February’s promise


We drove home from Sun Valley yesterday in serious Winter.  Wet and heavy snow in Idaho transitioned to ice, in Montana’s Bitterroot Valley, as we ran into the arctic front boundary, and we watched the outside temperature plummet over a few short miles.  On our final stretch before home, NOAA issued a blizzard warning, and there was news that flights could not get into the Kalispell airport because of limited visibility.  At last, we made it home before dark, down our snowy road, mercifully not too deep.  Kitties had hung out on their heating pad in the garage, their food undisturbed by raccoons, and after shoveling the stone steps, we unloaded the car and went into the house, power intact, and furnace pumping out hot air.  That’s called a grand homecoming.

It’s zero in town this morning and forecasted to reach a high of two degrees today, and it’s snowing again, with the possibility of several more inches.  I’ve not heard any planes this morning.  It will be sub-zero every night this week, down to -7 come Saturday.  Serious Winter.  I went way back through my blog posts, to see if this is some errant weather event, for how could it be serious winter as the month of February gets underway!  Sure enough, I’ve written here over the years about hearing red-wing blackbirds in early February, and seeing robins, and catching the scent of geosmin, as the earth’s soil begins to awaken beneath the snow.  And, I’ve also written about feet of snow and bitter arctic air.  Yet, there’s always been a photo, sometime in the month of February, where it looks like winter may have turned.  I follow a lovely blog from Dorset, England, and the writer, Ben Pentreath, talked last week about “the promise of January”, just as everyone is thoroughly depressed and weary of winter as January winds down.  He writes:   “However, just this week, you can enjoy for the first time in the year, the sense of what’s next – and of a beginning, not an ending. It is, after all, this week that we also suddenly step outside at 4.30 in the afternoon and think ‘my god, it’s still daylight, how amazing’, and the dark days of December seem already distant.”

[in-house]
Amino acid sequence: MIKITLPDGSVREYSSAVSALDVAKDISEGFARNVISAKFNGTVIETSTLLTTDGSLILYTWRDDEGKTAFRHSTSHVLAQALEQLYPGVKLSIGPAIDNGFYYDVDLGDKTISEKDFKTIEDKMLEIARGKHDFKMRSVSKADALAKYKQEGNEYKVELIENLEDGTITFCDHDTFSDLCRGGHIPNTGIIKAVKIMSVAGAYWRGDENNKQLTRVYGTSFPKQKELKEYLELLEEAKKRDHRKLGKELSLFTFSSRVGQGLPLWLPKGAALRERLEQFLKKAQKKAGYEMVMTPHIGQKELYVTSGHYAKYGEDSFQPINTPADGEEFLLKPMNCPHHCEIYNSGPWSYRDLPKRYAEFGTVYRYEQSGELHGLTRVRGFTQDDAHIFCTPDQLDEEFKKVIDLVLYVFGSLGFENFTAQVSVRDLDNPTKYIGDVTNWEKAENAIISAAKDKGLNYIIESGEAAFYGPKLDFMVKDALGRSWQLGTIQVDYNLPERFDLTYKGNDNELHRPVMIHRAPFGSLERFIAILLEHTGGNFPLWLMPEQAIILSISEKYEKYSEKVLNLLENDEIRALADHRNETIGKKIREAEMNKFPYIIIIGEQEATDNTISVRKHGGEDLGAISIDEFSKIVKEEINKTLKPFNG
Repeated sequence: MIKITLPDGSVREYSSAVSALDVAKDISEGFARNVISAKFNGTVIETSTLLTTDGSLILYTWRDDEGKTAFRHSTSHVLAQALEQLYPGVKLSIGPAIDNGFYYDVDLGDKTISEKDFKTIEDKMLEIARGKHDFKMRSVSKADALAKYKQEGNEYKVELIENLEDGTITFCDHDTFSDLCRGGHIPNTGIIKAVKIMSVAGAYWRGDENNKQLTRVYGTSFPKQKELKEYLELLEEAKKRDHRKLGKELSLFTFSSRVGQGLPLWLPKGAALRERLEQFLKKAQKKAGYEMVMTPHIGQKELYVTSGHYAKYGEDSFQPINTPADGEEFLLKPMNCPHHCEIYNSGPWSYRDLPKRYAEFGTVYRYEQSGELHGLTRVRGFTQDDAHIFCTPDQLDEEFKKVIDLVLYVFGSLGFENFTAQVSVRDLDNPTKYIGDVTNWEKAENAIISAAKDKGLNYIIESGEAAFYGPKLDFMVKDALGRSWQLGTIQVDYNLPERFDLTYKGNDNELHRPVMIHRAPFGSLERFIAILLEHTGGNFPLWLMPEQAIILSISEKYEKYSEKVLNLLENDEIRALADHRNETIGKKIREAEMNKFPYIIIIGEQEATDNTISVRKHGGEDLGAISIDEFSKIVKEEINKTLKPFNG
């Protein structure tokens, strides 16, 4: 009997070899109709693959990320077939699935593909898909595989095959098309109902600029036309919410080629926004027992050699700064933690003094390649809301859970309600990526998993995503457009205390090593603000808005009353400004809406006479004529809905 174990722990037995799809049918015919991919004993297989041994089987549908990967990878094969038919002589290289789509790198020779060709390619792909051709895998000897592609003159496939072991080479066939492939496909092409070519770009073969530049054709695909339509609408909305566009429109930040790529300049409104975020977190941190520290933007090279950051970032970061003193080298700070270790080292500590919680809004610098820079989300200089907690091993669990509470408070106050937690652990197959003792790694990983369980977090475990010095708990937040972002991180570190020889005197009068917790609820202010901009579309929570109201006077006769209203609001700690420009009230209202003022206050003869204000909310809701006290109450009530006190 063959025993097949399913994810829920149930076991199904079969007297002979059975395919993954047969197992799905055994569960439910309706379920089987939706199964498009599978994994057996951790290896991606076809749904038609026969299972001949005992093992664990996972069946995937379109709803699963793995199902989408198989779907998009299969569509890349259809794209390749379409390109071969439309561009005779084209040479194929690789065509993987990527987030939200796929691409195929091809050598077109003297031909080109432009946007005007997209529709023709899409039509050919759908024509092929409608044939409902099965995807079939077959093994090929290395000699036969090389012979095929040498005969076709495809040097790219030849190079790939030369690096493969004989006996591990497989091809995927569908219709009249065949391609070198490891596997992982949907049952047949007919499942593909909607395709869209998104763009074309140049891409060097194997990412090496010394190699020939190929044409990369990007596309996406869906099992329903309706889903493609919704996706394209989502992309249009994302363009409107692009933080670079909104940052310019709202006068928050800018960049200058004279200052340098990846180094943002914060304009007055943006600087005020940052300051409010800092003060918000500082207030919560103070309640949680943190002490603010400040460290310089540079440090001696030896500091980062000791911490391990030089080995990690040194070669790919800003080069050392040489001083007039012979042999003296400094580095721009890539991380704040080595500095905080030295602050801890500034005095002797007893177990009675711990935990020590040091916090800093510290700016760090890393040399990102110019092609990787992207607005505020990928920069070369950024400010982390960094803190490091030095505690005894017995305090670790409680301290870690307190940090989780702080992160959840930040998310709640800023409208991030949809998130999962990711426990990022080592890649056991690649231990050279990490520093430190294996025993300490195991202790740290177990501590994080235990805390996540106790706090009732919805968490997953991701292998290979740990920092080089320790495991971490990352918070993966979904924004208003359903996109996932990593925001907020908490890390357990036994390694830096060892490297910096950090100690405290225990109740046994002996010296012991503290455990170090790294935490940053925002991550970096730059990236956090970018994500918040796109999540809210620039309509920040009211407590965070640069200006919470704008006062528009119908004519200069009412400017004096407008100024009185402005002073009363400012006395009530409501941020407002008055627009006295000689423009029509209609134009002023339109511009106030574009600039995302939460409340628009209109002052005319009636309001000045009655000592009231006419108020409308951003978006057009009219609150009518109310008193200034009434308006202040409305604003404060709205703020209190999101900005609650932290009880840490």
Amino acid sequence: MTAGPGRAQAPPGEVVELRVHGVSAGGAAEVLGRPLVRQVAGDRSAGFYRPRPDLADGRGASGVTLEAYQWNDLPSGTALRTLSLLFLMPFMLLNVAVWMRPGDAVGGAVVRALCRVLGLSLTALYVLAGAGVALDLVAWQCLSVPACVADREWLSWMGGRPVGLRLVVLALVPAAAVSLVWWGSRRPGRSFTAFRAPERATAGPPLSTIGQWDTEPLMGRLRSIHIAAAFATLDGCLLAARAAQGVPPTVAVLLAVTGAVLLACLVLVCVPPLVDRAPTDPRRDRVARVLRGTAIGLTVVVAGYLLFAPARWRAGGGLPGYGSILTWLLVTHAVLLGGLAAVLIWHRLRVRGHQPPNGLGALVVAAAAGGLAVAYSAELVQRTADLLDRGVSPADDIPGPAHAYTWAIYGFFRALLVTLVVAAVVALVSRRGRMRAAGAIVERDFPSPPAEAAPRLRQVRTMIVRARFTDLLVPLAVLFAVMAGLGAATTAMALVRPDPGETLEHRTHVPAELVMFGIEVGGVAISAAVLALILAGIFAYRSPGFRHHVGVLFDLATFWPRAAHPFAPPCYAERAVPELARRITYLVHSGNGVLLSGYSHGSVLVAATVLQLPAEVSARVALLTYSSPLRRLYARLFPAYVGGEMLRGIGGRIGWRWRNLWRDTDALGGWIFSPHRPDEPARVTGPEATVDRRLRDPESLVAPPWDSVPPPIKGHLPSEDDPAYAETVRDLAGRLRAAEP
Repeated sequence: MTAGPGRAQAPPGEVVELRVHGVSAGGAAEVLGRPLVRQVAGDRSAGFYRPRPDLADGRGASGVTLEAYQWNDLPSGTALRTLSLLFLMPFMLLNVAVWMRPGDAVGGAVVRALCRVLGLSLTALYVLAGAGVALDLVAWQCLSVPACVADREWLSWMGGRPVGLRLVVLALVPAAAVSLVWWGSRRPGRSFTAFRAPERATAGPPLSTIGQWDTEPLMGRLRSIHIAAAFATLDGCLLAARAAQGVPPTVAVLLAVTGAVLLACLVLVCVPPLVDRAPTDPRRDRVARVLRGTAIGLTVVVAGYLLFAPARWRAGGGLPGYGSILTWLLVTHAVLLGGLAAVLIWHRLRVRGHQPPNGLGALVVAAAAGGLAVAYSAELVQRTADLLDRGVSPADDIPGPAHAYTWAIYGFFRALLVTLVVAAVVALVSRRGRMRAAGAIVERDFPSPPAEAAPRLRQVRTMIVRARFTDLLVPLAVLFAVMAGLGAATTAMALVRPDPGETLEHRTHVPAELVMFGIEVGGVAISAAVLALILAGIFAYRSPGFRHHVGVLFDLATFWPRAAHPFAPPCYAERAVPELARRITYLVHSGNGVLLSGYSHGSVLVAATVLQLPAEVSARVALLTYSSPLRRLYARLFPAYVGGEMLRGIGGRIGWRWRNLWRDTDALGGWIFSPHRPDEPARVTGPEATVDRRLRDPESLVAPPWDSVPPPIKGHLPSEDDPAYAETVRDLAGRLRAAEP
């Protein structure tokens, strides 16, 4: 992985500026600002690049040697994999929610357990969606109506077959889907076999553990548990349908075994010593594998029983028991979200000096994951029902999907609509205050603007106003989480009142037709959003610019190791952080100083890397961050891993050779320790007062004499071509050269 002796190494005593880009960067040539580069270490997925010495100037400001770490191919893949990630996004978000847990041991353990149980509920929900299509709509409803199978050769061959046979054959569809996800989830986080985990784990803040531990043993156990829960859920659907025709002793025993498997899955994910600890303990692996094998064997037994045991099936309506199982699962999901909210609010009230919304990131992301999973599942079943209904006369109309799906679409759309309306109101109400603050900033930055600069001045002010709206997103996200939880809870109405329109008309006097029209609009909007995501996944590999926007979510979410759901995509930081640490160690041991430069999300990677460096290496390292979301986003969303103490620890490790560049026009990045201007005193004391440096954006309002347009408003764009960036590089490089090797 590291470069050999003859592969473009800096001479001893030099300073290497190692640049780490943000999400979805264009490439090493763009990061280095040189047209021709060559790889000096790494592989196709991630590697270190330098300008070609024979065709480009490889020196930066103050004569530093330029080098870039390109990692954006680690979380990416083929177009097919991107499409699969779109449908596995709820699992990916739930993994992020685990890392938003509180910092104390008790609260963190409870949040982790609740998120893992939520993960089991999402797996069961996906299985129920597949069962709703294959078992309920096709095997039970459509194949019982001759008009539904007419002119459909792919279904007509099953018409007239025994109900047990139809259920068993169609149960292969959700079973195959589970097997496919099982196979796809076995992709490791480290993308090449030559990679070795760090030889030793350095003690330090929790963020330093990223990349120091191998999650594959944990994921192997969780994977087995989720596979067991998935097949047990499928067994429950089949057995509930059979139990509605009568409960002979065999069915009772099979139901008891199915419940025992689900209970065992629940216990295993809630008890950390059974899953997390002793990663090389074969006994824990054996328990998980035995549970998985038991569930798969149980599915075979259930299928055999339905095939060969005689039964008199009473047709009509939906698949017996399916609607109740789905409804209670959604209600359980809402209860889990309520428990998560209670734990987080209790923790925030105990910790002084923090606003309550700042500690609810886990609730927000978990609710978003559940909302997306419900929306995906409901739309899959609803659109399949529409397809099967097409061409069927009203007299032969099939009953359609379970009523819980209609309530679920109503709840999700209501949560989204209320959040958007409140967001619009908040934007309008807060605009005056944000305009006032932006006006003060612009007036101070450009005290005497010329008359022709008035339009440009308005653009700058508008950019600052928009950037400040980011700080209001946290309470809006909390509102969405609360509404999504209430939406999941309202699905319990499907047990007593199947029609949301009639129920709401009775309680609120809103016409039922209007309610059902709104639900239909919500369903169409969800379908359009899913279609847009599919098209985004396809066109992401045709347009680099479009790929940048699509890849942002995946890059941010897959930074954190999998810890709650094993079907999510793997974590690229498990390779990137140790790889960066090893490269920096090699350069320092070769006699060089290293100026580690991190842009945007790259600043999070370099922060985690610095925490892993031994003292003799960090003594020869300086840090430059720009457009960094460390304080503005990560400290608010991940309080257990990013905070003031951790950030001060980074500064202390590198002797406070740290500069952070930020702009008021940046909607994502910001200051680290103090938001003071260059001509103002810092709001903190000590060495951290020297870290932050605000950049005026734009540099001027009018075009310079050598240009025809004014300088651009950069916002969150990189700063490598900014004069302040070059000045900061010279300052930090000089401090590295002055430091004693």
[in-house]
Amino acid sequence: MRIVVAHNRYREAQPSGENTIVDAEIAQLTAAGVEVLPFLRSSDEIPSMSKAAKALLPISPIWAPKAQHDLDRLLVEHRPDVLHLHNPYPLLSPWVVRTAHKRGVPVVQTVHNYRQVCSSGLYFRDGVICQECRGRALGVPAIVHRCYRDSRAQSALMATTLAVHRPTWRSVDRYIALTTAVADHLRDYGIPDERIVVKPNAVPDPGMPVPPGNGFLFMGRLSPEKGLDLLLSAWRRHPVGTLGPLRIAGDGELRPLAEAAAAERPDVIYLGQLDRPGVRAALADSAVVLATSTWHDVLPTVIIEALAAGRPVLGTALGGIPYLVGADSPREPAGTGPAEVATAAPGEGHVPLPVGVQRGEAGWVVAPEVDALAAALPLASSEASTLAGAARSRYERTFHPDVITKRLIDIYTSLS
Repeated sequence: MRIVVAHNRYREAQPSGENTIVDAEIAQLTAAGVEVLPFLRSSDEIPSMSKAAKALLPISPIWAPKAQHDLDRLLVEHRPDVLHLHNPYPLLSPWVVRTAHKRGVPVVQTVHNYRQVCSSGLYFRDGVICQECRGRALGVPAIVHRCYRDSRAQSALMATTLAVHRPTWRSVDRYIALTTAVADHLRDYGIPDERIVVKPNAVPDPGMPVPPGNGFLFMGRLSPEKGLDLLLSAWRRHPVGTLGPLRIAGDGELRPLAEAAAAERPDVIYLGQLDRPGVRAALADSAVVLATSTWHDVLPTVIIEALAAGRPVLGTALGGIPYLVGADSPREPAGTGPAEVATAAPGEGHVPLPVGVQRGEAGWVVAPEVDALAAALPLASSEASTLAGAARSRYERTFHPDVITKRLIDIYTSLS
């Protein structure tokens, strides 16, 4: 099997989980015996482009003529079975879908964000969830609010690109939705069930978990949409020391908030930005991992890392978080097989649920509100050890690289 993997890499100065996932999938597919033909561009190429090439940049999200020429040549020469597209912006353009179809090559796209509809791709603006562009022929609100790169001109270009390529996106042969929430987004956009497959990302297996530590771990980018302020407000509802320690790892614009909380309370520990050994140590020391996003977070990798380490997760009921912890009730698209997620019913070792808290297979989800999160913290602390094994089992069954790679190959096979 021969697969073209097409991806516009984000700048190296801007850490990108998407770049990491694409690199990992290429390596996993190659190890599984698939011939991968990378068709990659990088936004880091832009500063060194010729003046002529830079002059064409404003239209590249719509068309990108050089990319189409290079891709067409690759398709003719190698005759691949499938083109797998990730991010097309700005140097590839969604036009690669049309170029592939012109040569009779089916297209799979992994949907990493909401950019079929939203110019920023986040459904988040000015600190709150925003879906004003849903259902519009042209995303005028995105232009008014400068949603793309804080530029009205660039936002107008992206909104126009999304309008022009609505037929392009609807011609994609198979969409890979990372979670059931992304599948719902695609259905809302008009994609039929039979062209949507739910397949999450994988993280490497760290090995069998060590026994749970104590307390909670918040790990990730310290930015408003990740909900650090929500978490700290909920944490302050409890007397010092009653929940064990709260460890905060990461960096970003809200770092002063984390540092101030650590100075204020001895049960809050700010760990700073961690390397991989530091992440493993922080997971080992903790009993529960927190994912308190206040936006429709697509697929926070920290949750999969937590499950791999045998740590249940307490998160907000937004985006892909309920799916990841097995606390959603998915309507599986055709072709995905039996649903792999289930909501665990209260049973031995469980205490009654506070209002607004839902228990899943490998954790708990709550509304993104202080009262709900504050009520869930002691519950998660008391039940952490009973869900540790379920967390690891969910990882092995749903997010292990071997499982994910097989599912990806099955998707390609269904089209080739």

This is a glass half-full versus glass half-empty sort of month.  As I write this morning, the snow is getting heavier and I can hear the house creaking in the cold, and little Chatpeau is wailing on the porch to come inside, remembering the bliss she felt on my lap next to the fire last night.  I’m too cold and creaky to shovel the steps this morning and make it to yoga class, promising myself, instead, to do a home practice in the library, where the soft warm carpet covers the floor, which is just above the basement mechanical room, making it feel like we have radiant floor heat.  This feels like a glass half-full decision.

I think the trick in these February winter days is to follow Ben’s advice, and step outside at 4:30 in the afternoon and say aloud to oneself, ‘my god, it’s still daylight, how amazing’– the dark days of December seem already distant.  And, be alert to the “sense of what’s next – and of a beginning, not an ending.”  I’ll be working on this.

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